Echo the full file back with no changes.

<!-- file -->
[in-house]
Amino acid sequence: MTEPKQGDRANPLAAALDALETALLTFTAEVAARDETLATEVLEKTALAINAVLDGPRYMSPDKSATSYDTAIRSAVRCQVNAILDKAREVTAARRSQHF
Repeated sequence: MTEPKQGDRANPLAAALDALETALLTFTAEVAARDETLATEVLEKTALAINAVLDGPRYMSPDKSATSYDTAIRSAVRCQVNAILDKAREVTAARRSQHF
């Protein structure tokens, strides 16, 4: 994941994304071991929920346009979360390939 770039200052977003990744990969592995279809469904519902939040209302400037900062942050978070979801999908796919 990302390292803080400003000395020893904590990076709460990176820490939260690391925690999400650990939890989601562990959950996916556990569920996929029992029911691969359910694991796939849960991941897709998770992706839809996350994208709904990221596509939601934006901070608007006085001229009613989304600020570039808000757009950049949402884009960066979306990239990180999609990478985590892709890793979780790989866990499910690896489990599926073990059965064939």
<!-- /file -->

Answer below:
[in-house]
Amino acid sequence: MTEPKQGDRANPLAAALDALETALLTFTAEVAARDETLATEVLEKTALAINAVLDGPRYMSPDKSATSYDTAIRSAVRCQVNAILDKAREVTAARRSQHF
Repeated sequence: MTEPKQGDRANPLAAALDALETALLTFTAEVAARDETLATEVLEKTALAINAVLDGPRYMSPDKSATSYDTAIRSAVRCQVNAILDKAREVTAARRSQHF
């Protein structure tokens, strides 16, 4: 994941994304071991929920346009979360390939 770039200052977003990744990969592995279809469904519902939040209302400037900062942050978070979801999908796919 990302390292803080400003000395020893904590990076709460990176820490939260690391925690999400650990939890989601562990959950996916556990569920996929029992029911691969359910694991796939849960991941897709998770992706839809996350994208709904990221596509939601934006901070608007006085001229009613989304600020570039808000757009950049949402884009960066979306990239990180999609990478985590892709890793979780790989866990499910690896489990599926073990059965064939």